One of the things that's so extraordinary about “Love Lies Bleeding” is the whole movie has this horny, turned-on energy about it. Is that difficult to both build in the first place but also maintain?

Not really. I mean to be honest, that just was sort of how it came out and a lot of the queerness and horniness was baked into the story. You shoot films so disjointedly in all these little pieces, it's almost not until you've shot all the bits and cut them together that you go: “Oh yes, it is very horny throughout the whole thing.” It’s a love story. It's people meeting each other and falling in love for the first time and those whirlwind sort of first few weeks. Going into it, I don't think I was specifically thinking of it as horny, but I definitely knew going into it that I wanted it to feel sweaty and intense.

I'm increasingly aware that “Love Lies Bleeding” feels a bit like weird teenage wish fulfillment — the sort of film that I would've really loved to have watched growing up. And part of that is “Showgirls,” I'm pretty sure the first time I saw that, I probably just caught it like halfway through on TV, like one night when I'd snuck downstairs and should have been in bed. This is before there were millions of channels and before sex was so readily available on the internet. It probably just had an impression on me and so there's things about this film which I feel like would've been exciting, and good to have thrown into the mix of horny films you see in those impressionable years.

From the first moment that Lou sees Jackie, it is almost as if Jackie is the person that Lou has been waiting for. Some reviews have even suggested that Lou conjures Jackie, that she isn’t real. How do you feel about that?

Somebody came up to me after the film and was like, “Jackie's not real, is she?” And I was like, “What?” Which I find kind of a fascinating interpretation. I would be lying if I said that that was actively what I was thinking. I do think she's definitely real. She appears and gives Lou exactly what she needs when she needs it in her life.

It's not a totally evenly weighted power dynamic between the two of them and maybe is sort of shifting throughout the film, maybe in ways that the characters aren't aware of. Lou is stuck and emotionally constipated, and needs to act and basically can't, won't, whatever. And Jackie is like the id or something that comes in. Lou needs to break herself out of her routine. But one person's dream comes at the expense of another's. If Jackie is Lou's dream, Jackie's dream kind of gets derailed by Lou's love. It's one of those relationships where there's something kind of codependent about it.

The biggest leap in the movie is when Jackie briefly grows to 35 feet tall. For you, is that a subjective moment? Are people meant to take that literally?

I think people should take it however they want. I sort of felt like this with “Saint Maud,” I found myself kind of over-explaining everything and I think there's only so many ways you can interpret it. Far be it from me to tell anybody that their version is wrong. I think it probably takes the fun out of it.

Without spoiling it, the last shot of the film is played through a car window with Jackie in the foreground and Lou going through this great bit of business in the background that goes on for a very long time. Why did you conceive of finishing the movie in that way?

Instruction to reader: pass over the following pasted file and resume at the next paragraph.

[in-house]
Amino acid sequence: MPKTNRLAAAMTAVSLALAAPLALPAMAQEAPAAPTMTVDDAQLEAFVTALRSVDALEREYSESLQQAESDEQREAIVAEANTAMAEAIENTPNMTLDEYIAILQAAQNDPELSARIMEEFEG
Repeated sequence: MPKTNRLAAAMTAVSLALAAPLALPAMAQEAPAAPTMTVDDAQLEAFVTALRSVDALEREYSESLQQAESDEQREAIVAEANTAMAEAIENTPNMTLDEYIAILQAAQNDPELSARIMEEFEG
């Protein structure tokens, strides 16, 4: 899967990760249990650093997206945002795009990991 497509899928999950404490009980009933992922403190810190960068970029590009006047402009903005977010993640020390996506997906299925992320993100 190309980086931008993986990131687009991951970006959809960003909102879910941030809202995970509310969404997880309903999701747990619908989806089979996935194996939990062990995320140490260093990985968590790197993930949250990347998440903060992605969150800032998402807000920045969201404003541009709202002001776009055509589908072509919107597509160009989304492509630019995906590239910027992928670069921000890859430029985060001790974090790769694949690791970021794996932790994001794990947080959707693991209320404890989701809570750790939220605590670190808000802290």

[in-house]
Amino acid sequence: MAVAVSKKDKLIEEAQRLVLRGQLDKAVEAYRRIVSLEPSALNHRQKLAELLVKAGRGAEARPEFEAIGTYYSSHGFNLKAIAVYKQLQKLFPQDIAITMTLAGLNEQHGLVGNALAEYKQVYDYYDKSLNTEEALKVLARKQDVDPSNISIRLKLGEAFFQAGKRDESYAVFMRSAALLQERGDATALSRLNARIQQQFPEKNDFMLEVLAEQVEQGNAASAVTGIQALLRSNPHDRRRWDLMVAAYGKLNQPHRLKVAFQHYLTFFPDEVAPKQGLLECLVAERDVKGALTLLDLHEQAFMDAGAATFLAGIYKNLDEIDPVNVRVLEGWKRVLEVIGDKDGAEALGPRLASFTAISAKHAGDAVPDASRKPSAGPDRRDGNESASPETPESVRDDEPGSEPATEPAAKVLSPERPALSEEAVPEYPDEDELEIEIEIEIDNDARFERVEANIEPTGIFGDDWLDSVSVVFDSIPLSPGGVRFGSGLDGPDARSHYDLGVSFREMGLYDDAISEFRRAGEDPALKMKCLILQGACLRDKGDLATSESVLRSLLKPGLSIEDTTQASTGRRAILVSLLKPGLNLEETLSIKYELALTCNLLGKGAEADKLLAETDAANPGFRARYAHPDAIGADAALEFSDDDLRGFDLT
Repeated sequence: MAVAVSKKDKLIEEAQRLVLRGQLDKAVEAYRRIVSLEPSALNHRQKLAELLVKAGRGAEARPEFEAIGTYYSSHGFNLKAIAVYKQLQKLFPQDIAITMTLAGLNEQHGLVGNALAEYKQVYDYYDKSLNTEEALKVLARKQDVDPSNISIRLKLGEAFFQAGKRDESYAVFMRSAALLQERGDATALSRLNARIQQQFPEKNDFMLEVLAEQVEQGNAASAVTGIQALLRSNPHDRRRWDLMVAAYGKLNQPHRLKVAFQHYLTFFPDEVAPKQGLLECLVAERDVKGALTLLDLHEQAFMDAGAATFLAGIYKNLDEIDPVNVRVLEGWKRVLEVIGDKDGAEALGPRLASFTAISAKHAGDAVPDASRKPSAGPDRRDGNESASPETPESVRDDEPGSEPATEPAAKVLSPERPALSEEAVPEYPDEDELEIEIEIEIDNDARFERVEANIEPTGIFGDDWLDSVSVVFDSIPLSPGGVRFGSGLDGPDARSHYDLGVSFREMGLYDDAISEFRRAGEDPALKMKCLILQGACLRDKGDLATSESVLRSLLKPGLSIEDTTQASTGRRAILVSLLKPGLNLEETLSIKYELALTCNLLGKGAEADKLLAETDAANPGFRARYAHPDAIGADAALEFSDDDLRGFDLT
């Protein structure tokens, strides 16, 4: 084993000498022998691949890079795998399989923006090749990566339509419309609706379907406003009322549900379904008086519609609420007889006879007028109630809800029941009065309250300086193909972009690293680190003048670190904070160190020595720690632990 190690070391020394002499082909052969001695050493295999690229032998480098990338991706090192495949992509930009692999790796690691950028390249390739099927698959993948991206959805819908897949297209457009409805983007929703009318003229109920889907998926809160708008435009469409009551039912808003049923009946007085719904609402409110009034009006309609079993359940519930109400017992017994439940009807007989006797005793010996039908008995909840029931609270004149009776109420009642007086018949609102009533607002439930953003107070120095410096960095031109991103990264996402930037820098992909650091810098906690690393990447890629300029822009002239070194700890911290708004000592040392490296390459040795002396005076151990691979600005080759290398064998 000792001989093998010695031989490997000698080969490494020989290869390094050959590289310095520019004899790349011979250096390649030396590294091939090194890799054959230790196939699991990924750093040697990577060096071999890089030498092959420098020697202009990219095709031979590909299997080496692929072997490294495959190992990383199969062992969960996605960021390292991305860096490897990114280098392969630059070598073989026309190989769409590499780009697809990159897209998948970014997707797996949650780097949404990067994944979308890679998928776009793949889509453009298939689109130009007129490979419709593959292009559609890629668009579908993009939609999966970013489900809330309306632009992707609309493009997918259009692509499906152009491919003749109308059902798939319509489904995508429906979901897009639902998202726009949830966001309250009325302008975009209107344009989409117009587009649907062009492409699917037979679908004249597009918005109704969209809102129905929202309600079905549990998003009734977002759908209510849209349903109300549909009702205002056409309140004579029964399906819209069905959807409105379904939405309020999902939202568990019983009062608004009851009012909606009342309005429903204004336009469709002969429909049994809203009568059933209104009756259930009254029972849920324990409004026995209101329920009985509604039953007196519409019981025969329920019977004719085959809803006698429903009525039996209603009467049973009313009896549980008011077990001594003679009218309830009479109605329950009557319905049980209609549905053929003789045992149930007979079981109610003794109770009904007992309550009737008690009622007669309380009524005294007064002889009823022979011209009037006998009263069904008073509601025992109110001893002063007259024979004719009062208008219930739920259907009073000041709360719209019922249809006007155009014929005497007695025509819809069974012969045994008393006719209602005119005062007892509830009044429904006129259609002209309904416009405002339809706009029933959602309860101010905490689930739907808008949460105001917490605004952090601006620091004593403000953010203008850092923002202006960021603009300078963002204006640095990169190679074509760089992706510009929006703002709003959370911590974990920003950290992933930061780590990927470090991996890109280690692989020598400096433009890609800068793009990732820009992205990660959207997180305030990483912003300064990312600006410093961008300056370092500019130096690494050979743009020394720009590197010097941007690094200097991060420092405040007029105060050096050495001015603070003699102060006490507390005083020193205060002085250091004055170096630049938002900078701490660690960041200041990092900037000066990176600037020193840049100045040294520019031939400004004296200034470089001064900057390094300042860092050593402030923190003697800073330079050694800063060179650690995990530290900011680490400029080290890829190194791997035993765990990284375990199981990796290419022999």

It felt like that was the punchline of everything. It's trying to go through these moral jigsaws to kind of justify certain things to themselves. In the end, everyone has the potential to do awful things if it gets them what they want. And I think people are quite good at justifying anything to themselves if it gets them what they want and makes them feel good. So I didn't want to let anybody off the hook. We all turn into our parents eventually. So it just felt like the right thing to do.

Do you think it works out for those two crazy kids? Do you have a thought about what happens to Jackie and Lou a little further down the road?

Short term? Sure, I think it probably continues being great for a bit and then I'm not sure quite how long-term sustainable whatever they've got going on is. I'd be interested to see what happens wherever they stop off next. I kind of figured they go on the road together and Lou becomes Jackie's cheerleading manager as she goes around doing bodybuilding competitions and it all gets more toxic. But it'll feel great along the way.

In both of your films there's a boldness to the storytelling. The movies are willing to go to some pretty outrageous places. Where does the strength and the confidence to do that come from?

I guess I just don't know any other way of doing it. And I'm incredibly fortunate and privileged to be in this position. So I'm not thinking about it as consciously or analytically as that. It's just: Cool, I get to make another film. I'm just literally going from: What am I going to find interesting and entertaining? Let's do that. And I think from having wanted to make films since I was really young and making silly short films and stuff all my life, it's always been led by enjoying surprising people.

The response to “Saint Maud” was emboldening and frightening and exciting and all of those things all at once. So I feel I've just got to ride the moment. And sort of not take it too seriously as well — trying not to be too precious about it and just be led by what you think is entertaining and interesting. And if you think it's entertaining and interesting, then hopefully other people will too.

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This story originally appeared in Los Angeles Times.